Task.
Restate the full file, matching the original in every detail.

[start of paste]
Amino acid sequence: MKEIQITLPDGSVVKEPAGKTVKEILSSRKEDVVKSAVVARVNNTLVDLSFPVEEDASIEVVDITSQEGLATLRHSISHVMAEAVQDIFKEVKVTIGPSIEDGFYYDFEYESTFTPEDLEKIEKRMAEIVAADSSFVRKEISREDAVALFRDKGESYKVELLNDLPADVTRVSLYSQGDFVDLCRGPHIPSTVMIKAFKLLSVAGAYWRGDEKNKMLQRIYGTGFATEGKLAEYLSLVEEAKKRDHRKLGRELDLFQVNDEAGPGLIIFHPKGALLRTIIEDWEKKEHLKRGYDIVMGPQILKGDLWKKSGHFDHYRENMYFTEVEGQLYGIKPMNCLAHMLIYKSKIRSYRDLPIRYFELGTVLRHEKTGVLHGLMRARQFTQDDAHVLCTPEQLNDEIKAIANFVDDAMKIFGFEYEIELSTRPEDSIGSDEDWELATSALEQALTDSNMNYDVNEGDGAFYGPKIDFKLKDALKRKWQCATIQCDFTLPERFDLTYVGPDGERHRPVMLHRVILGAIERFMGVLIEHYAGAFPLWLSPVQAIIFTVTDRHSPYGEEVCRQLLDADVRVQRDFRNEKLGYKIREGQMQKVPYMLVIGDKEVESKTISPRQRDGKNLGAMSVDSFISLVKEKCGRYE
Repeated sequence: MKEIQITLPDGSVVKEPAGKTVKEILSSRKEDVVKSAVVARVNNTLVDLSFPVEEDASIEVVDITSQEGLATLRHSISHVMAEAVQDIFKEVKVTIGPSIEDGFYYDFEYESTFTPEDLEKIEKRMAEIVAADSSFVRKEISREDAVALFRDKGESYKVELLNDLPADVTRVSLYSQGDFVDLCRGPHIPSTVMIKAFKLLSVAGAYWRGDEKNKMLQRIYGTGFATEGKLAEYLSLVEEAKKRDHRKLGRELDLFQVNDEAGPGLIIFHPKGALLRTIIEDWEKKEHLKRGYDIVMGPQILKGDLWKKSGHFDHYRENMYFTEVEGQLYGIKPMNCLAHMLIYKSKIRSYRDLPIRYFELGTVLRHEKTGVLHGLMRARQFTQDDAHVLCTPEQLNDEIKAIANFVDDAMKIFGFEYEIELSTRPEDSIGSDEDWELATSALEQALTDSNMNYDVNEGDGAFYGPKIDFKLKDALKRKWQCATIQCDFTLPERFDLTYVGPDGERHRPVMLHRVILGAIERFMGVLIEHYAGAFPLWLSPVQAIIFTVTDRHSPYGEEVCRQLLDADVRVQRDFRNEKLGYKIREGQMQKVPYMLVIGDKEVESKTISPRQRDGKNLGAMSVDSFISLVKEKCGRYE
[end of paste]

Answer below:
Amino acid sequence: MKEIQITLPDGSVVKEPAGKTVKEILSSRKEDVVKSAVVARVNNTLVDLSFPVEEDASIEVVDITSQEGLATLRHSISHVMAEAVQDIFKEVKVTIGPSIEDGFYYDFEYESTFTPEDLEKIEKRMAEIVAADSSFVRKEISREDAVALFRDKGESYKVELLNDLPADVTRVSLYSQGDFVDLCRGPHIPSTVMIKAFKLLSVAGAYWRGDEKNKMLQRIYGTGFATEGKLAEYLSLVEEAKKRDHRKLGRELDLFQVNDEAGPGLIIFHPKGALLRTIIEDWEKKEHLKRGYDIVMGPQILKGDLWKKSGHFDHYRENMYFTEVEGQLYGIKPMNCLAHMLIYKSKIRSYRDLPIRYFELGTVLRHEKTGVLHGLMRARQFTQDDAHVLCTPEQLNDEIKAIANFVDDAMKIFGFEYEIELSTRPEDSIGSDEDWELATSALEQALTDSNMNYDVNEGDGAFYGPKIDFKLKDALKRKWQCATIQCDFTLPERFDLTYVGPDGERHRPVMLHRVILGAIERFMGVLIEHYAGAFPLWLSPVQAIIFTVTDRHSPYGEEVCRQLLDADVRVQRDFRNEKLGYKIREGQMQKVPYMLVIGDKEVESKTISPRQRDGKNLGAMSVDSFISLVKEKCGRYE
Repeated sequence: MKEIQITLPDGSVVKEPAGKTVKEILSSRKEDVVKSAVVARVNNTLVDLSFPVEEDASIEVVDITSQEGLATLRHSISHVMAEAVQDIFKEVKVTIGPSIEDGFYYDFEYESTFTPEDLEKIEKRMAEIVAADSSFVRKEISREDAVALFRDKGESYKVELLNDLPADVTRVSLYSQGDFVDLCRGPHIPSTVMIKAFKLLSVAGAYWRGDEKNKMLQRIYGTGFATEGKLAEYLSLVEEAKKRDHRKLGRELDLFQVNDEAGPGLIIFHPKGALLRTIIEDWEKKEHLKRGYDIVMGPQILKGDLWKKSGHFDHYRENMYFTEVEGQLYGIKPMNCLAHMLIYKSKIRSYRDLPIRYFELGTVLRHEKTGVLHGLMRARQFTQDDAHVLCTPEQLNDEIKAIANFVDDAMKIFGFEYEIELSTRPEDSIGSDEDWELATSALEQALTDSNMNYDVNEGDGAFYGPKIDFKLKDALKRKWQCATIQCDFTLPERFDLTYVGPDGERHRPVMLHRVILGAIERFMGVLIEHYAGAFPLWLSPVQAIIFTVTDRHSPYGEEVCRQLLDADVRVQRDFRNEKLGYKIREGQMQKVPYMLVIGDKEVESKTISPRQRDGKNLGAMSVDSFISLVKEKCGRYE